Those of us familiar with the mid-adventure crisis (as depicted above) also know that the best way to get through such scenarios is by reminding yourself how great you will feel afterwards, when you’ll look back on your achievements and say “I did it”. More importantly, you’ll know that if you had to, you could do it again. So, the real reason why adventure enhances our wellbeing?
– the capacity to recover quickly from difficulties; toughness.
Resilience is crucial to the nuts and bolts of our wellbeing. More so than enjoying a good view or spotting a squirrel. By its very nature, adventure requires us to push ourselves outside of our comfort zones. It’s here, in these moments of dis-comfort, that we are able to build the resilience that will help us through many of life’s challenges.
Resilience is: How we get through the adventure crises.
Resilience is: How we tackle stress
Resilience is: How we overcome emotional trauma and physical pain.
Resilience is: Being able to maintain perspective, even at the hardest of times.
Of course, we do adventure for those moments of awe and elation, but I think for many of us, the real benefit of adventure is knowing that if we can manage that awful climb, we can manage anything.
I’m amazed whenever I look back on that day in the Olympics. I made it in the end. I’m ready for the next climb. Building resilience looks different on every individual, but the impact it has on wellbeing is powerful. I’m delighted to introduce two more women, Victoria and Lynn, who share their thoughts on adventure, resilience, and wellbeing below. The three of us have vastly different experiences, but a shared sense of resilience.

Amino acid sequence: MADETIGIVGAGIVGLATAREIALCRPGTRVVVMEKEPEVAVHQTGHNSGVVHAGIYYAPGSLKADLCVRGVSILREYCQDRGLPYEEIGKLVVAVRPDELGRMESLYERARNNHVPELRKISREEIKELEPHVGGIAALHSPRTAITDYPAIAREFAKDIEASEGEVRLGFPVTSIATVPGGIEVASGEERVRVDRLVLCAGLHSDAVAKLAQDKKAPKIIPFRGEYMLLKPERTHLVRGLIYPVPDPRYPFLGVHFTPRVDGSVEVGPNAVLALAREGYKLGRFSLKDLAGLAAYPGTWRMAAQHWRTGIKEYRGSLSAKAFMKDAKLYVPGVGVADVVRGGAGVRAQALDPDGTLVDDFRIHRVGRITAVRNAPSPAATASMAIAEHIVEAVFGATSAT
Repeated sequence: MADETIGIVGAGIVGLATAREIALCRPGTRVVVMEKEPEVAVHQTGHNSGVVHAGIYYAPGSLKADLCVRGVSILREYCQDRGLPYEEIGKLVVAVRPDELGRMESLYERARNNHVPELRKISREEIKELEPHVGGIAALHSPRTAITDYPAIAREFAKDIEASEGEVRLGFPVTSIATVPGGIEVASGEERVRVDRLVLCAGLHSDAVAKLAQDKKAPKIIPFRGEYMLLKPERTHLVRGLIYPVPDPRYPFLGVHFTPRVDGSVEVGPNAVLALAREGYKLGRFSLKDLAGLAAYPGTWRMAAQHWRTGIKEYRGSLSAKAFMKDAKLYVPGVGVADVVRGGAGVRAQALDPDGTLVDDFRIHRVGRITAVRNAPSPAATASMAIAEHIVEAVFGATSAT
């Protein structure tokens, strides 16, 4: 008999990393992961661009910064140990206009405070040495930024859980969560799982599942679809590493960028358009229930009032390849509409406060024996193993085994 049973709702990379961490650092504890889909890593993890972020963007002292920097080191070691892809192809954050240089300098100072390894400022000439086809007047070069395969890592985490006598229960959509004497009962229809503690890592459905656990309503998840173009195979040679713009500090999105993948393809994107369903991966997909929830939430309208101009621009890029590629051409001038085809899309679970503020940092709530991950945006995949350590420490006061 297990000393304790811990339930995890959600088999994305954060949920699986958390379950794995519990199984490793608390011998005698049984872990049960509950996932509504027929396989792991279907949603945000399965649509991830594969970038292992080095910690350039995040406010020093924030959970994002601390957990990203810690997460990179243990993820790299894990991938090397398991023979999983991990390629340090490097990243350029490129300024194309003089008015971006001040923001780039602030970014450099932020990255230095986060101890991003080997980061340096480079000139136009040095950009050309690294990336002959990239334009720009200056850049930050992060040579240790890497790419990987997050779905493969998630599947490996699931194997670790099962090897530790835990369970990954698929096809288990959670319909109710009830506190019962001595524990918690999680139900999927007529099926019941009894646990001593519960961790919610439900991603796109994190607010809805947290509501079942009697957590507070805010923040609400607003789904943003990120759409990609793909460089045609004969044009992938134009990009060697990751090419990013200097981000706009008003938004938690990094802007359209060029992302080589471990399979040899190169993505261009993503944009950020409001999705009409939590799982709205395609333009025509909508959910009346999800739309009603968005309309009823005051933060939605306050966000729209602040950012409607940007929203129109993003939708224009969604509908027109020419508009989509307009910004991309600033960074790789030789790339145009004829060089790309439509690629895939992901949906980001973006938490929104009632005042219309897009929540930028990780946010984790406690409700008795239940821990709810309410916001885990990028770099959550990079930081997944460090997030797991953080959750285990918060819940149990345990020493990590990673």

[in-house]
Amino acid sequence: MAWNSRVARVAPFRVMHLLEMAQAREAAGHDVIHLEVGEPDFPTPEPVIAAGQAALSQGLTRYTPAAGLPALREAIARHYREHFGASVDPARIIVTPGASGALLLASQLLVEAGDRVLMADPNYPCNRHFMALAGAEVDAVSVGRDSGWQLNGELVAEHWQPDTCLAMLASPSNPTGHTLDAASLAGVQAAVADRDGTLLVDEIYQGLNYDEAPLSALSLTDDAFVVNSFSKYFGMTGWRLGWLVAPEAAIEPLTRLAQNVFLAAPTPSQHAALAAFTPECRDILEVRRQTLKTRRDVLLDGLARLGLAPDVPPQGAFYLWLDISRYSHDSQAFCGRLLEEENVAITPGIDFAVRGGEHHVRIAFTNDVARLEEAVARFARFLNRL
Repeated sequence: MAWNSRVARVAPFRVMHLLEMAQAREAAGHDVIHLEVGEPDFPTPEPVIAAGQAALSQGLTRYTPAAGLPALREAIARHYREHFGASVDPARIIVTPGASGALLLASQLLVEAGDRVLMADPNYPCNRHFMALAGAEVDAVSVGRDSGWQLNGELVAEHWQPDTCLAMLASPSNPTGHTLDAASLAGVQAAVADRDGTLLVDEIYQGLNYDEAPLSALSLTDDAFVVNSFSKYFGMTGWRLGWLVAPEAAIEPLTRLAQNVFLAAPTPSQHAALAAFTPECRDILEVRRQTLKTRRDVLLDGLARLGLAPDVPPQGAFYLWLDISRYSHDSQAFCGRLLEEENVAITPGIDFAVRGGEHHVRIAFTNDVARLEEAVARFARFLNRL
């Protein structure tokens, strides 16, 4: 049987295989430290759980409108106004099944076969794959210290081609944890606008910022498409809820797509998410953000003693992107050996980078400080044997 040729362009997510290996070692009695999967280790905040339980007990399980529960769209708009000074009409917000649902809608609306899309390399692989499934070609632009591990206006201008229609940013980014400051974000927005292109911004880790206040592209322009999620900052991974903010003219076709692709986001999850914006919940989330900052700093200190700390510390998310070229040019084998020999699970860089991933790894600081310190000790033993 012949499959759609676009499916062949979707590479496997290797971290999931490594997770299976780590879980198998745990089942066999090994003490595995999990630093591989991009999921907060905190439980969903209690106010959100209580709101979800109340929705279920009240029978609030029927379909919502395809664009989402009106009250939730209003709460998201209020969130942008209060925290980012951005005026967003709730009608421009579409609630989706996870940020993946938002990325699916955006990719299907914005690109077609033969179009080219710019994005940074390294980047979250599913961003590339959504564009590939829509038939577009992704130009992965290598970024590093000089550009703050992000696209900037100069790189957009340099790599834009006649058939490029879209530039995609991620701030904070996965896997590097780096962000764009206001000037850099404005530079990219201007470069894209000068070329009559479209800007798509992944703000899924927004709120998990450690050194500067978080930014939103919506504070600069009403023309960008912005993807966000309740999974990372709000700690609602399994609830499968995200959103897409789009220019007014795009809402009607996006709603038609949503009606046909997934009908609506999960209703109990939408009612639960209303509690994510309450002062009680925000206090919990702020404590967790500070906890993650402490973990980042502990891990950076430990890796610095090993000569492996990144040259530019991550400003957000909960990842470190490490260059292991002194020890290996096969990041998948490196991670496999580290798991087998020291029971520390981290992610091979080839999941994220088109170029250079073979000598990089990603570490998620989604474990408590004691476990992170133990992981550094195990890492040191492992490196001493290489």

Life after chemotherapy: resilience to adventure again
An avid horse rider, Lynn describes how she found the resilience to trust her body again after undergoing cancer treatment.
As my cancer treatment came to an end-I was released back into the world; weak, dizzy and bald. Like a shipwreck-I clung gratefully to the beach and let the tide go out with the memory of the storm that had brought me here still roaring in my ears.